Internet knows no borders, but needs regulation

11:20, January 25, 2010      

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Setting up a false dichotomy between Internet freedom and supervision is wrong

I. As is widely recognized, freedom is always relative, and such is also the case with Internet freedom.It is common practice for countries, including the United States, to take necessary measures to administer the Internet according to their own laws and regulations. Full story

II. "Google has broken Chinese laws by providing links to pornographic sites and infringing intellectual property rights." "Google must understand and respect China's Internet supervision policy, even if it does not agree with it." Full story

III. China has its own domestic situation and cultural tradition, and it accords with the world's common practice that China administers the Internet according to its laws and policies.Full story

IV. In one word, the Internet is both free and regulated. The question of Internet freedom in any country is connected with local customs and cultural traditions, and should not be politicized. Full story

On Internet regulation

I. China's regulation on the Internet industry is in line with the laws and should be free from unjustifiable interferences, a Chinese government official said in Beijing Sunday. China's regulation on the Internet industry is proved to be suitable for China's national conditions and in line with common practices in most countries as well...Full story

II. Google is still blocking certain content in other countries at the demand of their governments.

In India, Google has also removed content from the Indian version of its social networking site, Orkut, that was deemed by the government to be politically incendiary, Forbes said.

In France and Germany, Google blocks search results for extremist groups such as the neo-Nazi group Stormfront and the Holocaust denial association AAARGH, the article said.Full story

On cyber attacks

I. Last year, 262,000 IP addresses in China were hit by trojans planted by nearly 165,000 overseas IP addresses. "Those from the US ranked first, accounting for 16.61 percent," Zhou said. Full story

II. Official data showed more than one million IP addresses were under control by overseas sources and the number of Web sites tampered by hackers exceeded 42,000 last year.The widespread Conficker worm virus infected 18 million computers per month in 2009, the most in the world, or 30 percent of the global total infected.Full story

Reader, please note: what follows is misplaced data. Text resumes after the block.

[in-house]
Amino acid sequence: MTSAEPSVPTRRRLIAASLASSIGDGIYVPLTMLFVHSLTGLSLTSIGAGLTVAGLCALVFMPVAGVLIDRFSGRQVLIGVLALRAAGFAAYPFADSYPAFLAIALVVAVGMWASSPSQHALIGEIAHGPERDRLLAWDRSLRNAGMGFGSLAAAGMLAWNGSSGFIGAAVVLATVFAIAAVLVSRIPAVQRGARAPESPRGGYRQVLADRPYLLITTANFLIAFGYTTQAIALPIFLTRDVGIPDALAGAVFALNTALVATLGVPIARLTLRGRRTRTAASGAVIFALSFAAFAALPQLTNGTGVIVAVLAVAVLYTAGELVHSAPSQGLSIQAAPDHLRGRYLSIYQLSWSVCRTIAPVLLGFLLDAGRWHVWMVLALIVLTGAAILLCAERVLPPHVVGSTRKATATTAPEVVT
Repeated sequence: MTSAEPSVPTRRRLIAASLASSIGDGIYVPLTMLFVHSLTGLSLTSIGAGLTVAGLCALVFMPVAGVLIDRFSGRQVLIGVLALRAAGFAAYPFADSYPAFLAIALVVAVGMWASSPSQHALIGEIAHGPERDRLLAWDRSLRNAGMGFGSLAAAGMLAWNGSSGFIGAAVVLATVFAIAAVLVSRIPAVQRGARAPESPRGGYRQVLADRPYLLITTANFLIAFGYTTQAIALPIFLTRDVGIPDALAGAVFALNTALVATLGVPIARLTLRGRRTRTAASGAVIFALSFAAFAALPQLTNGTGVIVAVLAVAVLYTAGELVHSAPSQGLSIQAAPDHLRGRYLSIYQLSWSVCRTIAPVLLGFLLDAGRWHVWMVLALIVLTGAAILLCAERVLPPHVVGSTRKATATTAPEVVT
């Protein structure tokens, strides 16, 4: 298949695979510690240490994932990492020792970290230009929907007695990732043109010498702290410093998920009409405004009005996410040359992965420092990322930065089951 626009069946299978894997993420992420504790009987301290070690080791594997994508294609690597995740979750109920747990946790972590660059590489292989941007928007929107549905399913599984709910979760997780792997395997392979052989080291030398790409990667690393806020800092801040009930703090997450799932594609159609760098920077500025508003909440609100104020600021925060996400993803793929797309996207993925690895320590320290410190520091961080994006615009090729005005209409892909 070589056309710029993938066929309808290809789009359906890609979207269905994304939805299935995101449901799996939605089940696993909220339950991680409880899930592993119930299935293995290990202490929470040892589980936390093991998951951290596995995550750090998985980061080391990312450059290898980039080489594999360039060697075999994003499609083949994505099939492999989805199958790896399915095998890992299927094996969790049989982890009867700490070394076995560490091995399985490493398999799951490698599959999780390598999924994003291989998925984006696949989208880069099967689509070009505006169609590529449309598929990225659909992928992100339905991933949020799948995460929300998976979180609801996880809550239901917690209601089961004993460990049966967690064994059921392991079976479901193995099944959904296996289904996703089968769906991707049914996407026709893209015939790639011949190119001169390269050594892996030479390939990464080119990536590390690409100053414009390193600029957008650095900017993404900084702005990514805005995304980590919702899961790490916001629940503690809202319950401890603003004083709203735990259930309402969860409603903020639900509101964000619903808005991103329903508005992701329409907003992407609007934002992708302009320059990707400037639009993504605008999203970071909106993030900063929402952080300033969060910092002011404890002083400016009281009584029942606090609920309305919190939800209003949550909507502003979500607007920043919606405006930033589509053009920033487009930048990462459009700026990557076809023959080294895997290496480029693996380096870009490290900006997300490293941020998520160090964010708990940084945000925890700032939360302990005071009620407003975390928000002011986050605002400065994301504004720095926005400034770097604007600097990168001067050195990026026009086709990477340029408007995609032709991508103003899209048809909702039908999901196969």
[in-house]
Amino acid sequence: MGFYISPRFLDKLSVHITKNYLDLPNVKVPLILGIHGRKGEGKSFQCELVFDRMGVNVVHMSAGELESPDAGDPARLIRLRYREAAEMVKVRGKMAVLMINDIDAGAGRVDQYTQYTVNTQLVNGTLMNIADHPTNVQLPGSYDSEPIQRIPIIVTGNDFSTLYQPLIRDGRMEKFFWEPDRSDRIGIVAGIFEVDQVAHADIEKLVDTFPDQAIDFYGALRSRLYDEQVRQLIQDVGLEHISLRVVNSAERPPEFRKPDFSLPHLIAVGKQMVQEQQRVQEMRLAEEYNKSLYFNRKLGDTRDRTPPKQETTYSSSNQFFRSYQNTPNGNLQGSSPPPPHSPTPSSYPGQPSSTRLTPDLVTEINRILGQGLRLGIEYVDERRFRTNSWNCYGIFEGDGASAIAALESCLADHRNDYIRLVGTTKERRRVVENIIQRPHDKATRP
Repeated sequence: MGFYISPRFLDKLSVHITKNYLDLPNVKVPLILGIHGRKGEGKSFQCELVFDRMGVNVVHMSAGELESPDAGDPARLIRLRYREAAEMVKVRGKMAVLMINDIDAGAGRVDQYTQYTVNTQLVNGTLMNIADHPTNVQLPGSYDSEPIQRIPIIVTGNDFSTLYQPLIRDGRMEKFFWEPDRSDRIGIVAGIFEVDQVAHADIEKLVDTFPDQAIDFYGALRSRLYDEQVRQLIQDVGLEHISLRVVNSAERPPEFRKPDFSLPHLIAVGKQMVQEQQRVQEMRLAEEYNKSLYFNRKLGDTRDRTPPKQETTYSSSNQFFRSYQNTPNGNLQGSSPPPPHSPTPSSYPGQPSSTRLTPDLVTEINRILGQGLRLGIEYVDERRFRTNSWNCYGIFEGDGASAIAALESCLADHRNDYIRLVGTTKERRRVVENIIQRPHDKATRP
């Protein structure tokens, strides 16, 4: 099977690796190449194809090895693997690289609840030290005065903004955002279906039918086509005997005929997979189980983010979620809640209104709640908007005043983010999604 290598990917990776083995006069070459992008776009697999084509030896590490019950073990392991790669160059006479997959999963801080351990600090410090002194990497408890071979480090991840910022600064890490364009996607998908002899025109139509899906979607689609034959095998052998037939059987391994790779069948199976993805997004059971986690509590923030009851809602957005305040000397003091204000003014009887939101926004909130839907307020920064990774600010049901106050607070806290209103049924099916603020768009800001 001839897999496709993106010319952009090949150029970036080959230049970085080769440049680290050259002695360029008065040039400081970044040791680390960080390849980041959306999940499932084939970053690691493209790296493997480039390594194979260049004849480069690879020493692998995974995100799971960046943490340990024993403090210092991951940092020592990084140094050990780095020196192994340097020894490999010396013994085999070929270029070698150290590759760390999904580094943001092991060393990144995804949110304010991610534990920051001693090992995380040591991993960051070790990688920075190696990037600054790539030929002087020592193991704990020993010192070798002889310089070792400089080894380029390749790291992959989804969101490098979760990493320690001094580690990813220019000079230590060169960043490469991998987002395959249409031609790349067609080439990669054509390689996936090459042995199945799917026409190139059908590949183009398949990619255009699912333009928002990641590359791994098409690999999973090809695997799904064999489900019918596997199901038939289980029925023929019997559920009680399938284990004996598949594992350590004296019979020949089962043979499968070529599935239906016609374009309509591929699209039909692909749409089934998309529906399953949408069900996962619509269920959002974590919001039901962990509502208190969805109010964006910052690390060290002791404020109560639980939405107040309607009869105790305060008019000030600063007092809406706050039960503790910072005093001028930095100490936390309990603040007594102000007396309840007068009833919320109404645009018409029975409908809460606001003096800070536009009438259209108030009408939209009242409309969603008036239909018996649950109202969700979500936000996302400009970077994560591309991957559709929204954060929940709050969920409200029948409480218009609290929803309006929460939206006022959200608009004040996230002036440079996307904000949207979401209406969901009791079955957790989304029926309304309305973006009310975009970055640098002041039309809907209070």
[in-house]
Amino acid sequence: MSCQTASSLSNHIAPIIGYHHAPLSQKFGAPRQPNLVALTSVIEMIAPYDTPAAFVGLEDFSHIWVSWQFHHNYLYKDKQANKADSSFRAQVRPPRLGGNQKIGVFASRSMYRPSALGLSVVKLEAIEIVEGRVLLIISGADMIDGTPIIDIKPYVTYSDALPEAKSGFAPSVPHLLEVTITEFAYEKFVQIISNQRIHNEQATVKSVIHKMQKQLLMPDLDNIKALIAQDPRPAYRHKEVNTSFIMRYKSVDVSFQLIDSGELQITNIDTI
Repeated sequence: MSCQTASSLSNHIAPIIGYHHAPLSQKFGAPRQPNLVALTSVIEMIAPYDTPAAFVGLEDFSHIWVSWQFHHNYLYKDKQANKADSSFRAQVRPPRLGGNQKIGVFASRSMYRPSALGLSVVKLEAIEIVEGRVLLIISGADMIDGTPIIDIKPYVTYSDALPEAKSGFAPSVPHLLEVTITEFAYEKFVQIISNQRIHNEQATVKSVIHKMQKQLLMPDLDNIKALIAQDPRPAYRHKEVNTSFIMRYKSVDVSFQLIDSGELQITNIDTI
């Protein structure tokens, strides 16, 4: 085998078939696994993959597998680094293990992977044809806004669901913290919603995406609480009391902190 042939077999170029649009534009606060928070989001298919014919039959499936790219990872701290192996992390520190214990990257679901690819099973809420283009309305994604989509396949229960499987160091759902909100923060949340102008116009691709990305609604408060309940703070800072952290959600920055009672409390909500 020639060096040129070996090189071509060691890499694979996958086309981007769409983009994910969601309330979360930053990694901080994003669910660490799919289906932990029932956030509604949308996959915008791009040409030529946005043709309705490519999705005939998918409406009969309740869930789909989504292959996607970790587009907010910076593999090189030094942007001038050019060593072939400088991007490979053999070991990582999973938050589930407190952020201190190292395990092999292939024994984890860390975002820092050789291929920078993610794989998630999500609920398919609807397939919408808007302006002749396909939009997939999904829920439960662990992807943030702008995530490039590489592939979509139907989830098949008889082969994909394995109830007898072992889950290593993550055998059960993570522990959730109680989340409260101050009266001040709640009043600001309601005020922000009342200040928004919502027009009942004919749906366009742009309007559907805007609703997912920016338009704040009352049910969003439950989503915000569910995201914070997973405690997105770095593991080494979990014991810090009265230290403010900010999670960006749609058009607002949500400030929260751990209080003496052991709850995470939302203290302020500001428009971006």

III. 178 government websites in China attacked in a week
A total of 178 government websites in China were attacked from January 4 to January 10, up 409 percent than last week. Full story

IV. A senior Chinese information official said China firmly opposed cyber attacks and called on all countries to work together to ensure Internet security. Full story

Comment: To defend "freedom", or to defend "hegemony"?

For two weeks or so, U.S. media have gone all out to "promote" the "Google issue" and American politicians repeated great "noises" in accusation of China's internet management policies and insinuate the nation's restriction on "internet freedom". Full story

Comment: Internet - New shot in the arm for US hegemony

Over the past 40 years, the US has been dominating the world Internet as the core technique holder with an inherent advantage of being the cradle of the Internet. There are 13 terminal servers in the world to keep the Internet running, with a master server and nine of the 12 secondary servers stationed in the US. Full story

Comment: "Internet freedom" and "smart power" diplomacy

If the double effect is to accomplish access to both moral high ground and pragmatism, then it could be perhaps an easy choice to take the so-called "freedom" to do empty rhetoric. Full story

U.S. Cyber diplomacy

I. "Cyber diplomacy" becomes more aggressive
US cyber diplomacy originally emphasized the integration of internal sources using information technology in order to serve US foreign policy more effectively. Since the beginning of this century, the US Department of State has focused on strengthening its communication and information sharing capacity, and launched a cyber diplomacy agency in 2002. Full story

II. "Cyber diplomacy" broadens US concept of diplomacy
US Secretary of State Hilary Clinton said at a graduation ceremony at New York University recently that the US should use all useable media tools to establish a new bottom-top relationship. She said that this is the essence of smart power, adding that this change requires the US to broaden its concept of diplomacy. Full story

III. Constructing a cyber security system
While making full use of cyber diplomacy, the US military authority also spare no efforts in securing a "commanding post" in the cyber-battle. This has been marked by the creation of a cyber command centre on June 23, 2009. Full story
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